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80+ Standard Continues to Drive Innovation

Earth Day - Energy Efficiency

Happy Earth Day!

As the leader in high-voltage integrated circuits (ICs) for energy efficient power conversion, Power Integrations celebrates the spirit of Earth Day everyday with innovative technologies that save energy, lower CO2 emission and reduce the number of electronic components used.

The company actively supports the development of energy efficiency standards around the world. This Earth Day, we take a look at how one such standard continues to drive innovation and technical advancement in energy saving.

The announcement by the U.S. Environmental Protection Agency (EPA) of the 80+ efficiency standard for PC power supply units (PSUs) in 2004 was a transformational event. At the time, computer PSUs typically averaged between 65% and 75% efficient with power factors of 0.6 or less, and getting to 80% efficiency was a big deal. The technology existed to design more efficient PSUs, but there was no demand from computer or network equipment makers.

Immediately upon the launch of 80+, PSU designs began to change, using more active technologies and control techniques including active power factor correction (PFC), active clamps on the main converter stage and synchronous rectification on the output. Today, all five levels of 80+ (Bronze, Silver, Gold, Platinum and Titanium) require minimum efficiencies over 80%.

The changes are more dramatic than it might seem at first. With 80% efficiency, losses are 20%. At the Titanium level, efficiency of 92% is required, and losses are only 8%. That equates to a 60% reduction in losses.

The most important result of 80+ has been a continual innovation drive to enable the design of higher-efficiency PSUs for the same, or even lower, cost compared with previous generations of lower efficiency units. Silicon MOSFETs are very effective devices for getting up to initial Titanium efficiency levels. But innovation is driving designers toward non-silicon options.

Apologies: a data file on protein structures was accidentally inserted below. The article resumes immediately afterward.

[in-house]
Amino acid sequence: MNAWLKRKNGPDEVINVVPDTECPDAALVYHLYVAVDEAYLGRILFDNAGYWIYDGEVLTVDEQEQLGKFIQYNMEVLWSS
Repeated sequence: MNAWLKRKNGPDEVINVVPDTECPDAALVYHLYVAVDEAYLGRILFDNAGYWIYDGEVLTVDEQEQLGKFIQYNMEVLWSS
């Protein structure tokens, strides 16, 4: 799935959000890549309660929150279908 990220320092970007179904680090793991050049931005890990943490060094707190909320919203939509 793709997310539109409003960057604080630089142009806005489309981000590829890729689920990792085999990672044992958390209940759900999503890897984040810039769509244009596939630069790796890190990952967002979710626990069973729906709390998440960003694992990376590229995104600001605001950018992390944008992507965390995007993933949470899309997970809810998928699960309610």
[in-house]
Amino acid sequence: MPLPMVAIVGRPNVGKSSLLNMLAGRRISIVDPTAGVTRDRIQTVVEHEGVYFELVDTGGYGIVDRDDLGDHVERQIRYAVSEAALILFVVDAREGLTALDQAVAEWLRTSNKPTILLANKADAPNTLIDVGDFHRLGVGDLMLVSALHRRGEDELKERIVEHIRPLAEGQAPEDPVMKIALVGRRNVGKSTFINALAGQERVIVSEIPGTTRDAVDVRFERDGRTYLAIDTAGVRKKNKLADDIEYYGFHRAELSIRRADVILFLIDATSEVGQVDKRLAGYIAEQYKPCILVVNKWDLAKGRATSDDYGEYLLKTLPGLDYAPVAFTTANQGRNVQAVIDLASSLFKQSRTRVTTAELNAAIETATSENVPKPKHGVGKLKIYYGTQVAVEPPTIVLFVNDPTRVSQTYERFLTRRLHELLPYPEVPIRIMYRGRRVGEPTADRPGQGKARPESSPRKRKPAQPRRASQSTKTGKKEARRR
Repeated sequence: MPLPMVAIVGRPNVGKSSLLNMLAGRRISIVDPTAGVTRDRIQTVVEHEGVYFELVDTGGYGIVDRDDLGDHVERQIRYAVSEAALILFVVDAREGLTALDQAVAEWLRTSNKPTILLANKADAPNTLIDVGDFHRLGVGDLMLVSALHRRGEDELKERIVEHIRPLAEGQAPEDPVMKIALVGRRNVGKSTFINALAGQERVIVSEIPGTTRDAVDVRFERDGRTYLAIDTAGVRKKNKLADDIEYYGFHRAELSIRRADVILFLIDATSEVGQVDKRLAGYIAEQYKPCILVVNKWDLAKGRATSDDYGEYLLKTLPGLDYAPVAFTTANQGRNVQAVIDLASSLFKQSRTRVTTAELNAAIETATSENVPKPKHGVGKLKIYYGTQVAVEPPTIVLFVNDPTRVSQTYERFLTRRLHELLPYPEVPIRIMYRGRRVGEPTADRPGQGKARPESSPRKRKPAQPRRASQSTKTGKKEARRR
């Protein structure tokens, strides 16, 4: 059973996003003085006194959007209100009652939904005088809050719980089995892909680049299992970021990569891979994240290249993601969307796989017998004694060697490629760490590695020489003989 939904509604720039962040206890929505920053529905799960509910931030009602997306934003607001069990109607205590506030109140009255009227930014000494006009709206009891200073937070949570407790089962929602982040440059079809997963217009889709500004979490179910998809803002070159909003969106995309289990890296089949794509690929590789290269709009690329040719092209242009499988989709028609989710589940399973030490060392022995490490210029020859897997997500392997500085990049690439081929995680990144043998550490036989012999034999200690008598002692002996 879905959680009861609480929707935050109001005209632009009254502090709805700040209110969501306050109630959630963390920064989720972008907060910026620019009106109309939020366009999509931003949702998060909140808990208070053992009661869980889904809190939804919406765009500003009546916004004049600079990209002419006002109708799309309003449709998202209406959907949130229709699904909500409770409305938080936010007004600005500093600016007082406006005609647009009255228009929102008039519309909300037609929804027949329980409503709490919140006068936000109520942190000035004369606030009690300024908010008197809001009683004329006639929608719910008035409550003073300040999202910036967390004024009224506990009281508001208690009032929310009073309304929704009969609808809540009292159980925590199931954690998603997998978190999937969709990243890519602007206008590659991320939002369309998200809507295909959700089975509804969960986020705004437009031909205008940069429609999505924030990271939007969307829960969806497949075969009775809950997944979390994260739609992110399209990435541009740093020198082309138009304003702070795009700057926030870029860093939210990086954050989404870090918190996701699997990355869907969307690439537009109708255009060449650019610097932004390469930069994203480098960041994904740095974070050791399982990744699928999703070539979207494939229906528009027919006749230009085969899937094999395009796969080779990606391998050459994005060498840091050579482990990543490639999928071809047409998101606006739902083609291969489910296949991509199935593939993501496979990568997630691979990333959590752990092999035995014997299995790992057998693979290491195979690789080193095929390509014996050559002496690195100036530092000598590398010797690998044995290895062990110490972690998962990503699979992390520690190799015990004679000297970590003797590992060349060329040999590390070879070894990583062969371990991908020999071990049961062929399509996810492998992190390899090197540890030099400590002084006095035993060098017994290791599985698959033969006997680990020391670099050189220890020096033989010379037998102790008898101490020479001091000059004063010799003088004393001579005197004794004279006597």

Today, advanced PSUs are designed using gallium-nitride (GaN) power switches with component count reductions of 40% or more. Fewer components help to increase reliability and shrink solution size and cost. Users that invest in an 80+ PSU also get increased reliability, lower maintenance costs and lower total cost of ownership.

The Titanium level requires maximum efficiency of 96% for 230 VAC input and 94% for 115 VAC input, both at 50% load. The use of GaN can produce PSUs that deliver 98.3% efficiency over the entire load range and power factors of 0.96, exceeding the Titanium performance specifications.

80+ also educate users of computer equipment about the multiple benefits from using high efficiency PSUs. In addition to a lower electric bill, higher efficiency means less heat generated and less need for cooling, resulting in noise reduction from slower spinning fans, or even designs with no fan.


After 20 years, 80+ will continue to be relevant and drive innovation. The EU ErP (Ecodesign in Europe) Regulations are aligned with the 80+ certification on both single- and multi-output PSUs for data storage products and servers. Single-output PSUs are required to meet 80+ Platinum efficiency. In January 2023, that requirement will move up to Titanium efficiency. What’s beyond Titanium? We’ll soon find out, as in January 2026 the EU ErP Regulations are expected to increase efficiency requirements again, higher than Titanium.

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